*

Today I am walking to a cave by the sea. I have walked down the Mountain of Three Seasons, and now I must cross the sands under the hot, hot sun. The heat scorches my tongue and my throat. My hair, once drawn up away from my face, has fallen limp against my cheeks. Sweat trickles down my arms, down my back, pools in my boots. But I have not felt the heat I seek yet. I know this.

I know the real heat is yet to come.

I clutch my uncle’s bones close, my sword arm easily bearing the weight. But my sword arm aches for something else. For that sense of anticipation, for the chill of my uncle’s ghost when he stood near me. That ache will not leave, wherever I go. Whether in my uncle’s deadlands, or wherever my future takes me.

But this I know, with my promise to him and the one I make today, my uncle’s days of heartbreak are over. His longing. His curse. His sense of betrayal. The curse remained only until final death. And now that day has passed. And now his pain has ended.

The sands climb up to meet me, dunes rising higher and higher on the way to Nomathstep’s cave. This is what one does for love, so the stories say. They traverse the impossible, they ignore the lies and promises of others, walking toward the one they know is true. The one they know is their heart. Even when that heart is dying.

Even when that heart was pierced long ago.

My legs tremble like the tall grasses of the mountain’s summer. My lips shake like the winds of the mountain’s winter. But I carry on, on toward Nomathstep’s cave for the promise, the promise I made to myself, on the day I found my uncle gone. The cave mouth beckoning closer, ever closer to Nomathstep’s home.

*

The cave was where Nomathstep killed my uncle after an accord. The two of them had reached an impasse: that neither of them could continue to go on dragoning and wizarding as they had been, without further harm to the general nature of dragons or wizards. At the time, both of them had beating hearts, both of them spoke with heated words.

Nomathstep asked my uncle, “Is it in your nature to simply kill a thing for being what it is?”

And my uncle asked her back, “Is it in your nature to bargain?”

They spent two weeks in Nomathstep’s cave, talking, discussing, sharing food. They spent two weeks among the bones of those that meant to slay her, clad in their armor and robes, swords cast aside, gold and jewels piled high below them. My uncle remained, alive… for a time.

In the meantime, the villages went unlooted and unburnt. In the meantime, my uncle’s work went undone and untended. However, the two of them reached a different accord. They grew closer, far closer. So close that my uncle wrapped himself underneath Nomathstep’s great wing, and she held him gently in the crook of her claws.

They stayed like this for days, for many days, until my uncle finally said, “I will have to kill you, you understand.”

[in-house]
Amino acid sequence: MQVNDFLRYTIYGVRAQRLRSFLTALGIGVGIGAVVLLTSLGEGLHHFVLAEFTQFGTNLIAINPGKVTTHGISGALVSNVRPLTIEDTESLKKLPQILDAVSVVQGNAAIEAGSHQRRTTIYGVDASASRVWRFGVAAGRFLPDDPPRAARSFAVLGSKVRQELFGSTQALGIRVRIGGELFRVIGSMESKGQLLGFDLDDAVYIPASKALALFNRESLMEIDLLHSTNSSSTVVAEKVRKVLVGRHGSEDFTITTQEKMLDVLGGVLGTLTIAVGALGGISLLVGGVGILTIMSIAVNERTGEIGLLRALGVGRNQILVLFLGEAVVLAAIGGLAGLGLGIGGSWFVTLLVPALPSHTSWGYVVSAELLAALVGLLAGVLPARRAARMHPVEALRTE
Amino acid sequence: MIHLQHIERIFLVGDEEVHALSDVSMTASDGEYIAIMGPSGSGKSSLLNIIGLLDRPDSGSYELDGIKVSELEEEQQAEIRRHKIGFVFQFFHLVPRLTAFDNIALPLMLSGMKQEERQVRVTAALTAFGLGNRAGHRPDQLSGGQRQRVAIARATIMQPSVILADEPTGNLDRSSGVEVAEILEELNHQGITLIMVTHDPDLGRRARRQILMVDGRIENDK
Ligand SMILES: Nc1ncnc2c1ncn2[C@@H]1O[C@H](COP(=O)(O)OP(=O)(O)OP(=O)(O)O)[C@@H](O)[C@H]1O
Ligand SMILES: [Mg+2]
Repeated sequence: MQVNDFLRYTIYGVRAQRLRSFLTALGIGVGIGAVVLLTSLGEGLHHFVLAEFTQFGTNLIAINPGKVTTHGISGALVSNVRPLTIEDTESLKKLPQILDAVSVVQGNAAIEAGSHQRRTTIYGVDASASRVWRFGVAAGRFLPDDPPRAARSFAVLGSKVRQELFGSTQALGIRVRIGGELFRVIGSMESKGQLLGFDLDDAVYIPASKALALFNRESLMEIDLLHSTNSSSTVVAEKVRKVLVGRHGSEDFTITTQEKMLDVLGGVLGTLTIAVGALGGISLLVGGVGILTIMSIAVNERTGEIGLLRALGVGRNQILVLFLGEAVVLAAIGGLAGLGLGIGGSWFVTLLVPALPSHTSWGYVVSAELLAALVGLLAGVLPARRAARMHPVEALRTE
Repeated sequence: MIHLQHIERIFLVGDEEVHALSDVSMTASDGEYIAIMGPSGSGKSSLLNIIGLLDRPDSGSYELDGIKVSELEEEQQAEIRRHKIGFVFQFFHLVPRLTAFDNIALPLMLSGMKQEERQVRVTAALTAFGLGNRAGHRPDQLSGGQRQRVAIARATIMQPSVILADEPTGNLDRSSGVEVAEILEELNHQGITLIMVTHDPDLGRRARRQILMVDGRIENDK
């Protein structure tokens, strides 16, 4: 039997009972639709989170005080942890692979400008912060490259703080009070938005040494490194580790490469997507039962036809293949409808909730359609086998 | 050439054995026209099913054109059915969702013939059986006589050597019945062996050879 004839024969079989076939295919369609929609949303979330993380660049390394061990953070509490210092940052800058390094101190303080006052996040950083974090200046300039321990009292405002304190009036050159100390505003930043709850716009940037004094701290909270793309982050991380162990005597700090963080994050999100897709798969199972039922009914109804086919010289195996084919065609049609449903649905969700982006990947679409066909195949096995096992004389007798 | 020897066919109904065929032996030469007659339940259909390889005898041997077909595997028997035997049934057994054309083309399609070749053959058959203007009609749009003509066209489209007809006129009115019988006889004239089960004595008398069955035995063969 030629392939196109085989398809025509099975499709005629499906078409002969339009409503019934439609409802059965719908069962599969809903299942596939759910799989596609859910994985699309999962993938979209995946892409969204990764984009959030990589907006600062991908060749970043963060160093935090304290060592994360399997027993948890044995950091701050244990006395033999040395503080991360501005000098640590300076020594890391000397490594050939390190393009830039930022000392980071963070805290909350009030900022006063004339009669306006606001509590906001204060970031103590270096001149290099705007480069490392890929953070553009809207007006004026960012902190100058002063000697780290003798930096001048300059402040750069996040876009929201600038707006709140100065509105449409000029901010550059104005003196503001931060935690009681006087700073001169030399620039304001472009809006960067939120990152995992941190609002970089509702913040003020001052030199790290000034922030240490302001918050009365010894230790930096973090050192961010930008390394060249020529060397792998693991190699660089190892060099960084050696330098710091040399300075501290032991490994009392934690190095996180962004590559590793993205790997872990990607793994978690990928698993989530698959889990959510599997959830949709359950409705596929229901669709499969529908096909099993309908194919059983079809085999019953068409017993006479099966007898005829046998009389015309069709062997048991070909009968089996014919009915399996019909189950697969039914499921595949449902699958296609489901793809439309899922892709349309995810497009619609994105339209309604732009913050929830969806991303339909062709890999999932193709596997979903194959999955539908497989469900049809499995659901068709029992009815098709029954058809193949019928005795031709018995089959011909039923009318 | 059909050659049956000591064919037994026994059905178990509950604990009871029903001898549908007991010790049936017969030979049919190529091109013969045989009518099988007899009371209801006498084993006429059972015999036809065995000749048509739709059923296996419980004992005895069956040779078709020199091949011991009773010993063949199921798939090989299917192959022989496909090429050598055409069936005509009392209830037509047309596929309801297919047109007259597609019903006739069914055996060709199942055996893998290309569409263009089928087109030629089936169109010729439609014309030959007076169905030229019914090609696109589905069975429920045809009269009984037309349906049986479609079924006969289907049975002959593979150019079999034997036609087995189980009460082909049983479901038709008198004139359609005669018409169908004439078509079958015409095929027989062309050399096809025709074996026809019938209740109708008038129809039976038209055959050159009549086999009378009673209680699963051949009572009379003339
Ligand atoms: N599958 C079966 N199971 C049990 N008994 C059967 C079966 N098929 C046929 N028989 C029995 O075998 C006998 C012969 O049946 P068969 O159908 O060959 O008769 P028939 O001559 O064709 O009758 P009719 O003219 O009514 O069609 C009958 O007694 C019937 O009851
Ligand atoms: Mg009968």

“And I, you,” Nomathstep said back. “And then will you leave me alone?”

“Of course,” my uncle said. “But I will kill you first.”

But as he tried to stand, as he tried to gather his staff, Nomathstep was faster, closer.

She went first.

She cursed my uncle to a death of loneliness on top of the Mountain of Three Seasons. And then, as the story goes, she pierced his heart with a burning claw, the same one that had held him close. The same one that had cradled him so gently. He died then and there, forever and forever banished to the castle on top of the mountain. To a death of loneliness —for many, many years.

Until I arrived.

The stories say that Nomathstep herself died of a broken heart some months later. That she’d refused to leave from her cave, refused to eat or to drink. Refused to pillage or to burn a single thing.

She went against her dragon’s nature.

And a dragon going against her nature dies.

*

Nomathstep is still dead when I arrive at her cave and she stirs. She opens one dead golden eye, no longer brilliant, no longer shining. Her red scales are shedding, coated in a film of salt, claws dulled and pitted, heart no longer able to warm the cave. She is blinking at the sunlight off the sea as I stand against it. And when she sees me, she rises to her full, terrifying height.

She fills the mouth of the cave, her yellowed, broken teeth baring down at me. Her dead eyes narrowed. A bellows of breath upon my face.

And she says, “Who dares disturb my last dying days?”

Oh, and I do tremble. I tremble as I hold my uncle’s bones in front of me. I do tremble in my lack of armor, with my lack of a sword.

“I am Itta,” I say. “Of the Mountain of Three Seasons. I bring you the bones of the wizard who lived there, who died there.”

Nomathstep takes a step back, her chest rattling with the effort of her undeath. She lowers her snout to me, sniffing me. My heart is so afraid, it tries to escape through my fingers, my throat, my stomach. The heartbeat is so strong, it rattles me, shakes me.